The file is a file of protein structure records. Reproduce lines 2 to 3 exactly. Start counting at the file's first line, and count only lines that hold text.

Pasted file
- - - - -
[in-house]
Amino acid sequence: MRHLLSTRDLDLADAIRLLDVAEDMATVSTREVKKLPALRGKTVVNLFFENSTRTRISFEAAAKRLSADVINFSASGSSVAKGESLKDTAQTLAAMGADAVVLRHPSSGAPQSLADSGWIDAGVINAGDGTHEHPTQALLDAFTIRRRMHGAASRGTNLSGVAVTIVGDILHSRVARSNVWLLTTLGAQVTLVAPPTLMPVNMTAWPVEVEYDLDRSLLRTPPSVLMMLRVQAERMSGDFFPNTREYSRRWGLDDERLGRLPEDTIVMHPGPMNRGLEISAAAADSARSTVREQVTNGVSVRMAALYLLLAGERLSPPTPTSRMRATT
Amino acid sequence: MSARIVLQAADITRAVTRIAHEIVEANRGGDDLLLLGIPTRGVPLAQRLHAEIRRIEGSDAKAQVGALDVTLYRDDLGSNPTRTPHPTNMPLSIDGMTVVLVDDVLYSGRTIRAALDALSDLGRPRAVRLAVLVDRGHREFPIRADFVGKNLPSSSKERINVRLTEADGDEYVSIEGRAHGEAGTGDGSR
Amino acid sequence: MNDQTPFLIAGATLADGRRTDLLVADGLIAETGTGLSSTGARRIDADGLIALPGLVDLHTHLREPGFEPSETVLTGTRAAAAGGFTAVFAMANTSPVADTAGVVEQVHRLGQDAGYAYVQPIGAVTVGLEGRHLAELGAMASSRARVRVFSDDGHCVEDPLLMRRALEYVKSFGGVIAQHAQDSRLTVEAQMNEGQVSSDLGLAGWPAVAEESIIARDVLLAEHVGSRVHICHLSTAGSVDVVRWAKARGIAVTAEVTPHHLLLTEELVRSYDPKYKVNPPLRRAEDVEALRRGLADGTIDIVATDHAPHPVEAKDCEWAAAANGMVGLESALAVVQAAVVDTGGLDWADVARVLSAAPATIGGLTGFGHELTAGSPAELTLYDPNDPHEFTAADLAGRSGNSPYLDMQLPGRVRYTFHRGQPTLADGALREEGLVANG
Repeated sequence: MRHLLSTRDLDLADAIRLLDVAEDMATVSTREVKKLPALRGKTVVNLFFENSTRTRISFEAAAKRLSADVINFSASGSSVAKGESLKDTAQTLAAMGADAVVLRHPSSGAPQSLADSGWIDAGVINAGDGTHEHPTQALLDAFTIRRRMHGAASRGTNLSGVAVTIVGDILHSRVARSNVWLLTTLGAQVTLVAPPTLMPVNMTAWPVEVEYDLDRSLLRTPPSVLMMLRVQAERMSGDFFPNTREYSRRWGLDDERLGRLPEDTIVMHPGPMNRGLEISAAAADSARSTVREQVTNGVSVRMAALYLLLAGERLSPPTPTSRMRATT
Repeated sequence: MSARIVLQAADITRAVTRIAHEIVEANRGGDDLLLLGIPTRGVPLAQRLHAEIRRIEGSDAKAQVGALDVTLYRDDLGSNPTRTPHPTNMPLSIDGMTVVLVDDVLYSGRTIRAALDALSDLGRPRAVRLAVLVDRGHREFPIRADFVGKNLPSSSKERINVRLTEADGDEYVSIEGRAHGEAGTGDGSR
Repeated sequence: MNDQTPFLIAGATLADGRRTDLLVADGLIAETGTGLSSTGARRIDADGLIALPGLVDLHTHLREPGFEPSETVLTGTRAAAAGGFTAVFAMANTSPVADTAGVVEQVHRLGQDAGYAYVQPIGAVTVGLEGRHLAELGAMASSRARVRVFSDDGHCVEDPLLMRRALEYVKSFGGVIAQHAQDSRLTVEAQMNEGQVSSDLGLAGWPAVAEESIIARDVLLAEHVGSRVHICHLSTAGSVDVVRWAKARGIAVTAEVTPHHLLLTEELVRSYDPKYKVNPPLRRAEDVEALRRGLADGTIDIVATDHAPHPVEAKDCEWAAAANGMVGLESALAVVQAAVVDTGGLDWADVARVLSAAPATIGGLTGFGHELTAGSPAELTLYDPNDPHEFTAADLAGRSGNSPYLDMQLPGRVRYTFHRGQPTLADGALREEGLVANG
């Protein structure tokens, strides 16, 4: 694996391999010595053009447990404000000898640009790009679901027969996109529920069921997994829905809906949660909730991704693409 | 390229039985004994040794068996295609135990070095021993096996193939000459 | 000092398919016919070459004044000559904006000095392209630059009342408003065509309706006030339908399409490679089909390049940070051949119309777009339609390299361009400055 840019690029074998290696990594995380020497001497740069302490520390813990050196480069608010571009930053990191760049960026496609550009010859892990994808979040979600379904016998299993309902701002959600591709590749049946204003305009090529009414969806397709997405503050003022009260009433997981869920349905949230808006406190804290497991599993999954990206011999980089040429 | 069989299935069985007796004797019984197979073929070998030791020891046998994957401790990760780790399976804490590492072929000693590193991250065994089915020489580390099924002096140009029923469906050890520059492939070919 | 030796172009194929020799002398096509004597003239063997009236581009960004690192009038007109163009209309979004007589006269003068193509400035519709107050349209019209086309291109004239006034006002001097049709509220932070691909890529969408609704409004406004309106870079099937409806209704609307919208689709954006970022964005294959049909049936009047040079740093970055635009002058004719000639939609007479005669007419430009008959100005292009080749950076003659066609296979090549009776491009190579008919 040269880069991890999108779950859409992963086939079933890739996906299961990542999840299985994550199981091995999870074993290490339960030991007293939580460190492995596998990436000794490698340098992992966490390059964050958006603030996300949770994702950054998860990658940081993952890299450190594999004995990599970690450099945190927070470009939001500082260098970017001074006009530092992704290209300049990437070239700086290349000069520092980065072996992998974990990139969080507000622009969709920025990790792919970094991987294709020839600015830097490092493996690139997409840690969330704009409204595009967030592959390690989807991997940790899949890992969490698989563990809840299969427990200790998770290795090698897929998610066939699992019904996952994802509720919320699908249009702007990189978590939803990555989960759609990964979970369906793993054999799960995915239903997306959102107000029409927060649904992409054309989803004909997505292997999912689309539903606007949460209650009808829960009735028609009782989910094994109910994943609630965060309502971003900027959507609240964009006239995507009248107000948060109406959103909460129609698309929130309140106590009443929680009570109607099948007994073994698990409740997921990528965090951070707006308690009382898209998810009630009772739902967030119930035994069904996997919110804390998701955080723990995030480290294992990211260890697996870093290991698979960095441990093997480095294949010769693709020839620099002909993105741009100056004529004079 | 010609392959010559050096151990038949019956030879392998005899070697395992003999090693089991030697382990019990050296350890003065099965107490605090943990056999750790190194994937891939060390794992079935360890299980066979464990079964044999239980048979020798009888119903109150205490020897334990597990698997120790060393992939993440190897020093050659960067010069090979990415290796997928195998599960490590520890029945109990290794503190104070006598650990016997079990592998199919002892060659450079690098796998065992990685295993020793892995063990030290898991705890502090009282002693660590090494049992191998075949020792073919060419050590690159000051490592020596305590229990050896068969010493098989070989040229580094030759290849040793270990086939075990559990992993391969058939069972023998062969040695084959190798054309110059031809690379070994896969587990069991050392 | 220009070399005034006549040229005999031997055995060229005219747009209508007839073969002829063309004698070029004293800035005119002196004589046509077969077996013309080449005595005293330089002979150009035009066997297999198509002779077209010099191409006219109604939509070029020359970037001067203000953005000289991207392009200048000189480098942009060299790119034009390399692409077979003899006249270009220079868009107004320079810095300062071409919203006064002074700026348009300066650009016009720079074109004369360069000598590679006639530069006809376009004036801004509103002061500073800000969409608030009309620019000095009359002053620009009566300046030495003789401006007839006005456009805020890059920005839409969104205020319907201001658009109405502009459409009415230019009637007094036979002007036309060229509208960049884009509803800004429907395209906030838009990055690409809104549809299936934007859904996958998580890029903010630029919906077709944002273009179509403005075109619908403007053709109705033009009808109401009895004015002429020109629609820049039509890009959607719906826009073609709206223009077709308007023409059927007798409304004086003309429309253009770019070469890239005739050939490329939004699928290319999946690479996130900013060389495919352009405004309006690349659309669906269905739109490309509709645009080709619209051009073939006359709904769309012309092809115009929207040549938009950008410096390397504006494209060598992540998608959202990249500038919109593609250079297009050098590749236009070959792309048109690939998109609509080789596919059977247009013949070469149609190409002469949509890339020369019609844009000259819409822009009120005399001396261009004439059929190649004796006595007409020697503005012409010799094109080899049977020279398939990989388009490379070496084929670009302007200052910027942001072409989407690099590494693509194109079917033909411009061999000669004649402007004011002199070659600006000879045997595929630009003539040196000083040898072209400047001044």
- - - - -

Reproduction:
Amino acid sequence: MRHLLSTRDLDLADAIRLLDVAEDMATVSTREVKKLPALRGKTVVNLFFENSTRTRISFEAAAKRLSADVINFSASGSSVAKGESLKDTAQTLAAMGADAVVLRHPSSGAPQSLADSGWIDAGVINAGDGTHEHPTQALLDAFTIRRRMHGAASRGTNLSGVAVTIVGDILHSRVARSNVWLLTTLGAQVTLVAPPTLMPVNMTAWPVEVEYDLDRSLLRTPPSVLMMLRVQAERMSGDFFPNTREYSRRWGLDDERLGRLPEDTIVMHPGPMNRGLEISAAAADSARSTVREQVTNGVSVRMAALYLLLAGERLSPPTPTSRMRATT
Amino acid sequence: MSARIVLQAADITRAVTRIAHEIVEANRGGDDLLLLGIPTRGVPLAQRLHAEIRRIEGSDAKAQVGALDVTLYRDDLGSNPTRTPHPTNMPLSIDGMTVVLVDDVLYSGRTIRAALDALSDLGRPRAVRLAVLVDRGHREFPIRADFVGKNLPSSSKERINVRLTEADGDEYVSIEGRAHGEAGTGDGSR